If someone wants to slaughter an animal in a pen and it's LEGAL to do so I will support their right to do so even though I have no interest in doing so myself. Where I have issue is when people, either outfitters or clients, try and to make that into something it isn't. Simply call it what it is. That's it.

    That often doesn't happen though.... Animals in high demand are often brought in to a game farm to support that demand. It's absolutely the right thing to do from a business standpoint but it does not make for a sustainable herd and is often hidden as "genetic diversity." The outfitter lies to the client in order to make money and the client is either naïve, purposely blind, or both. And that same outfitter very likely does have some sustainable herds, but not all are. So he brings in Kudu bulls but never a duiker as he doesn't need to. Then he touts his free range area and sustainable use. Talk about gray area....

    Have you ever wondered why a breeding area is even needed within a farm if the only purpose for bring in outside animals is for genetic diversity? Why not just let them all loose with no internal fences? Hmmm... Maybe there is more to it.... Maybe there is another reason that all the Springbok are separated by color and don't intermingle.... Maybe all isn't exactly as promised and as we wish it to be..... Something to think about.
     
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  15. TokkieM

    TokkieM AH Fanatic

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    There are hunter, there are shooters and there are killers, all conveniently grouped together as hunters. Everyone gets to choose which one they want to be and in South Africa you will get Outfitters that cater for each of these.
     
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  16. buck wild

    buck wild SILVER SUPPORTER AH Fanatic

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    Somewhere in the other thread it was posed how many RSA outfits could claim "free range". I suspect from the narrowest of definitions, almost no one could (no stocking, no feed, no water etc). As with a few other replies, I don't think the issue is that black and white either. I also agree some hunters have been unknowingly hunting operations that do supplement in some matter or the other. In hindsight over the totality of my hunting career, I have been one of those hunters and I consider myself to be knowledgeable about these matters.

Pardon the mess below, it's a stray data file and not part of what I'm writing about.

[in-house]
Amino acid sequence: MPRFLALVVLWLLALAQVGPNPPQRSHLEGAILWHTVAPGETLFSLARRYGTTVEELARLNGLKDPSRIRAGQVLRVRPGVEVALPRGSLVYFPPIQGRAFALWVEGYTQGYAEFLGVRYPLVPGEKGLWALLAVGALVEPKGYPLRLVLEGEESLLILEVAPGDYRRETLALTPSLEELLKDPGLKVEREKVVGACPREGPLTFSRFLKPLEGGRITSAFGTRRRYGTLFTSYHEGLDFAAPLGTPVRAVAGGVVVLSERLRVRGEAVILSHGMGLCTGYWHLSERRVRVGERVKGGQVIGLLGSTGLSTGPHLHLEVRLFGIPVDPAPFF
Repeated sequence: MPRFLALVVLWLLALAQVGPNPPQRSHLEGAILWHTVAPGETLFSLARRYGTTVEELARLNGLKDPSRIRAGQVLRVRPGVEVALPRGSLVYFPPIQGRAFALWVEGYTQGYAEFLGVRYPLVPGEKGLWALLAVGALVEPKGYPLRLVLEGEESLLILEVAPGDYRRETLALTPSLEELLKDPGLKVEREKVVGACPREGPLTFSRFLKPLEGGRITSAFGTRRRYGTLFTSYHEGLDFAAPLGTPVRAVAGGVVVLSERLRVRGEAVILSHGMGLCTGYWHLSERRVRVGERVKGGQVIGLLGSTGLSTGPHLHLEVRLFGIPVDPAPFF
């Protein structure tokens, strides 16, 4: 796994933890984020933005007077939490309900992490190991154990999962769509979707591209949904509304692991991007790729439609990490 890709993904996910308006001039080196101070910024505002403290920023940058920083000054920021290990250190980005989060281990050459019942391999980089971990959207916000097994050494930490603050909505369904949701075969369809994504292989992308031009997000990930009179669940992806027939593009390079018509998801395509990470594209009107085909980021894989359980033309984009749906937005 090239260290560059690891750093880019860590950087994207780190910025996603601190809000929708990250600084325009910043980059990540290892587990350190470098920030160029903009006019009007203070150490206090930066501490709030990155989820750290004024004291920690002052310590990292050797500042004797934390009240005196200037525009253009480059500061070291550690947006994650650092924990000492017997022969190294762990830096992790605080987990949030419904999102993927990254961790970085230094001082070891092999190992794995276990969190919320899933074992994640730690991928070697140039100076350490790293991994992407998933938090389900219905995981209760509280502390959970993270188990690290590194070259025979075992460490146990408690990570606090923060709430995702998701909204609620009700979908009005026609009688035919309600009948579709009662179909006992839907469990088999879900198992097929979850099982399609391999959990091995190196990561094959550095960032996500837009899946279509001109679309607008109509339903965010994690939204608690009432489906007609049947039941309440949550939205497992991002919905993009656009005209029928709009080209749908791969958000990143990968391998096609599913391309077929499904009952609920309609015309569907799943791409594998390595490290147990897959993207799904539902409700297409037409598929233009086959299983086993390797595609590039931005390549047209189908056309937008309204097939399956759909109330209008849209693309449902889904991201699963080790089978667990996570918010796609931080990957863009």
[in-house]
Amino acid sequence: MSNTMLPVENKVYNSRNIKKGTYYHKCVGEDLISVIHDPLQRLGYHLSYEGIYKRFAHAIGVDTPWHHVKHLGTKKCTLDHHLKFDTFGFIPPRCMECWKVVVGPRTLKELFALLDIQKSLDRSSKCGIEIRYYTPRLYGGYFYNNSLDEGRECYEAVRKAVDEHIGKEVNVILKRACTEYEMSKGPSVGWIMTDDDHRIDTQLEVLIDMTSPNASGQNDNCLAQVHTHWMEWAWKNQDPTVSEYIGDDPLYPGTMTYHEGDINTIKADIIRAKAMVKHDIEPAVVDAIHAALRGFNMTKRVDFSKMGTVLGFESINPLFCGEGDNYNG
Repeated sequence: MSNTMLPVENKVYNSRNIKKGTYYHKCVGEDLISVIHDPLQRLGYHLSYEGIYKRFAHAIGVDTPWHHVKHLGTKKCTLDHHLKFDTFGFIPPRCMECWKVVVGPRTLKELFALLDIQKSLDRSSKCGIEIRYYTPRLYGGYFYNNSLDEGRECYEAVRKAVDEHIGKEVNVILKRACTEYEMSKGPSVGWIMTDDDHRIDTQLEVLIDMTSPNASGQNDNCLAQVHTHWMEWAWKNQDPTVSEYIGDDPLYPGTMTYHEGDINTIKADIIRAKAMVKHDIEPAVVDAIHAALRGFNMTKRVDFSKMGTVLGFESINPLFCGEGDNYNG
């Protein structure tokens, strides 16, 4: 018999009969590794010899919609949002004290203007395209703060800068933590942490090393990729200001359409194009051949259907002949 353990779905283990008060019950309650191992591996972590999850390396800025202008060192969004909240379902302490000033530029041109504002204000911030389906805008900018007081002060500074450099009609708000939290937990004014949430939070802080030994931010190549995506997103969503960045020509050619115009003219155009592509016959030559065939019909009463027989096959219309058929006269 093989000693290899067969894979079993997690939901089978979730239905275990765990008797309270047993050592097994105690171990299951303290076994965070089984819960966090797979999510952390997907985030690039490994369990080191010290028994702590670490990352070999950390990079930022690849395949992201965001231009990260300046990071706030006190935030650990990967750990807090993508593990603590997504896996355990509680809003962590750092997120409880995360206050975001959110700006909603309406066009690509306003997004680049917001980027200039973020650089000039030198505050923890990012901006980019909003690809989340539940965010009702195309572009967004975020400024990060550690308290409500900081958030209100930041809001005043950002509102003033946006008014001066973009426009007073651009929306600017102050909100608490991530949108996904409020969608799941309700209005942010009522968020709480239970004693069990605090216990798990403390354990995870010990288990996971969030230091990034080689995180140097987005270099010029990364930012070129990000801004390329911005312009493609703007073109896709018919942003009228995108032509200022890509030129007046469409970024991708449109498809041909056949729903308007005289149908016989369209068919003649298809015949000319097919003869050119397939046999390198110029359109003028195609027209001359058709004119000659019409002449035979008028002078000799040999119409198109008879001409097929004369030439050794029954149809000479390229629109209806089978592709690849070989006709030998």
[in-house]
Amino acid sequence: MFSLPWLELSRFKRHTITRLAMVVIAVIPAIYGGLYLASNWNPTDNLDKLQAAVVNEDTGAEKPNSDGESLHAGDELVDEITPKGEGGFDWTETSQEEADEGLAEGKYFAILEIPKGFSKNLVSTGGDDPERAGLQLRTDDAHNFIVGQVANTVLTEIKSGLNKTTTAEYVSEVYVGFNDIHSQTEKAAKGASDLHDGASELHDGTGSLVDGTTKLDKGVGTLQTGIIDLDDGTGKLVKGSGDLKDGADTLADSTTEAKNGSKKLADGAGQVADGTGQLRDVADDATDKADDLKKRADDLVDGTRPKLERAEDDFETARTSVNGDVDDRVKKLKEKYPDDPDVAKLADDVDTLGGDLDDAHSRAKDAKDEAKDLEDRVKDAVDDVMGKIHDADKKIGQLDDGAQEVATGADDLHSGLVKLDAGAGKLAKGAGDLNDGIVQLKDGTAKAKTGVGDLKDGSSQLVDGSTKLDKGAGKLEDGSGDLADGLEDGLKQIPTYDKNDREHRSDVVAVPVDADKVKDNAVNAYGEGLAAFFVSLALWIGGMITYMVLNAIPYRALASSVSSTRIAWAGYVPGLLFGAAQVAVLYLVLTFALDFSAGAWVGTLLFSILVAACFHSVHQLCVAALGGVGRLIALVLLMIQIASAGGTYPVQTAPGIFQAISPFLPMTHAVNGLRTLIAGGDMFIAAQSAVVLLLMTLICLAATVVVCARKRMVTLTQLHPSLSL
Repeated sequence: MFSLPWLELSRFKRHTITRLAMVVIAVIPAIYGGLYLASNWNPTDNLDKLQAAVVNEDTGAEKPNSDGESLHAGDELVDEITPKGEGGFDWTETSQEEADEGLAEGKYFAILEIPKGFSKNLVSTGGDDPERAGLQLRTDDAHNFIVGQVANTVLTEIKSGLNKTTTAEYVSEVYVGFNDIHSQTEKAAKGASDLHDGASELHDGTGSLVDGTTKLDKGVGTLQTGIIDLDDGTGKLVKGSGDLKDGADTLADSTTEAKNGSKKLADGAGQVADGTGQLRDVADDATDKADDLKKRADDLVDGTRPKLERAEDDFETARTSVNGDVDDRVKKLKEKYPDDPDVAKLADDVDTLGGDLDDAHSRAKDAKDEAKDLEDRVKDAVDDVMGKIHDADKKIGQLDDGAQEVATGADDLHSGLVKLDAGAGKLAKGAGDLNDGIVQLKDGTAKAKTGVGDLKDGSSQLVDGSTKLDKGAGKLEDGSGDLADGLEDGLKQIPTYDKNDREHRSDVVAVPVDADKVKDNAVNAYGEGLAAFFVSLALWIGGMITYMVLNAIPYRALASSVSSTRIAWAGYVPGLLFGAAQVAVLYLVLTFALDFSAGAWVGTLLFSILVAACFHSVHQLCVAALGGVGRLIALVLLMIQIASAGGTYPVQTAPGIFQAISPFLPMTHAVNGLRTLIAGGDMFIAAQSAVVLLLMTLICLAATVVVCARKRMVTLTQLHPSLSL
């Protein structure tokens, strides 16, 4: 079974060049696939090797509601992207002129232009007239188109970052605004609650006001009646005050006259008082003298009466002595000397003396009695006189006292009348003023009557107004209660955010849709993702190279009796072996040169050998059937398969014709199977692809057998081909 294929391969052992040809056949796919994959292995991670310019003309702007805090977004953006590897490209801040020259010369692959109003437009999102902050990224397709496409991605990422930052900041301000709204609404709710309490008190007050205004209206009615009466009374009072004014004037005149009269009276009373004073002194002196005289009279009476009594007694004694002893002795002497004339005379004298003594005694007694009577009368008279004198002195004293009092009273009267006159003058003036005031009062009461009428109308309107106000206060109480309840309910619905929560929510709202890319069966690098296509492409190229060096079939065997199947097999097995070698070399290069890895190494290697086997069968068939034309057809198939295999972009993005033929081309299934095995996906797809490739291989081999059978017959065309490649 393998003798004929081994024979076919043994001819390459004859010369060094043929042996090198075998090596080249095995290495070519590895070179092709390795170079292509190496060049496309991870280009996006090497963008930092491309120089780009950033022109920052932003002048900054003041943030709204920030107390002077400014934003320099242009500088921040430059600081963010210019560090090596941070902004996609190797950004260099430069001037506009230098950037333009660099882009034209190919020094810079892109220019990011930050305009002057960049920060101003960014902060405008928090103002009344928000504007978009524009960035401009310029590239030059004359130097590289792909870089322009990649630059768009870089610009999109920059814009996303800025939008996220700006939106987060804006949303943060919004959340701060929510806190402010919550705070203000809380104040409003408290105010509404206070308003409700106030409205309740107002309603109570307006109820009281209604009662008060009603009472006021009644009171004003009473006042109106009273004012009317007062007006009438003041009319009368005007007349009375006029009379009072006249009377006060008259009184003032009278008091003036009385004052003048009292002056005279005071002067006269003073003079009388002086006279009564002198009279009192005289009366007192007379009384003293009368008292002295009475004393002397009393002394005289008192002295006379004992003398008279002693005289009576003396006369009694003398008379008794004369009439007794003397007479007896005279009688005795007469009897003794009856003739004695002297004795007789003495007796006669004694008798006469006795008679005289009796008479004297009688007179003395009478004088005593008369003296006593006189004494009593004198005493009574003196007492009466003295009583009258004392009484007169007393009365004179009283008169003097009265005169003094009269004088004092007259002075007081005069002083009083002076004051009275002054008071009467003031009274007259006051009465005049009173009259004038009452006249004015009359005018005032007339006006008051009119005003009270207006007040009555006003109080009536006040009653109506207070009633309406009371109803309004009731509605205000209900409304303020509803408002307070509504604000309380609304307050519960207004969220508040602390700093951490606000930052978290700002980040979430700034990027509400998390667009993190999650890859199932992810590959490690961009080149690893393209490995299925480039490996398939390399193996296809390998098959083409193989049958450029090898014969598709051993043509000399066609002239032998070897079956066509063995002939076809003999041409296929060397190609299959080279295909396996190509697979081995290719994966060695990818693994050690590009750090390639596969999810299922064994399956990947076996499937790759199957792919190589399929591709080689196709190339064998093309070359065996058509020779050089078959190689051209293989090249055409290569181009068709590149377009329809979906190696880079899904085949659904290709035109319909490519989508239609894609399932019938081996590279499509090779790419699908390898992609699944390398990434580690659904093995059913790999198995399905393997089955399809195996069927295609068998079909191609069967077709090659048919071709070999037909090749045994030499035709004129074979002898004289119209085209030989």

I don't think the average hunter cares much about the supplement part, insert your x here (breeding, feeding, restocking etc) as long as the hunt doesn't feel like a pigeon shoot. And here lies the rub for most I suspect. The avg Joe didn't travel half way around the world to have a 10 day adventure and NOT be successful. Most can say oh they absolutely would, but few mean it. How many guys do you think would rebook with an outfit if they went for x days and weren't successful?
    AH is a special group of hunters- probably more knowledgeable than the avg African hunter- so we do have members like that here BUT even those are few and far between and probably have the financial assets to be Ok with having a blank trip. For the record, I'm not one of those guys.
    I don't think the business model of being totally upfront as an outfitter in RSA would sustain itself as most guys wouldn't agree to those terms up front (but they want to be successful) NOR would be totally free range as there's not enough money to be made to stay afloat. The market has produced the varying degrees of Grey !!!
    I wish I had more to offer in terms of solutions, but alas this isn't going to be solved overnight. The similar counter arguments have been made in CBL (there I said it :) )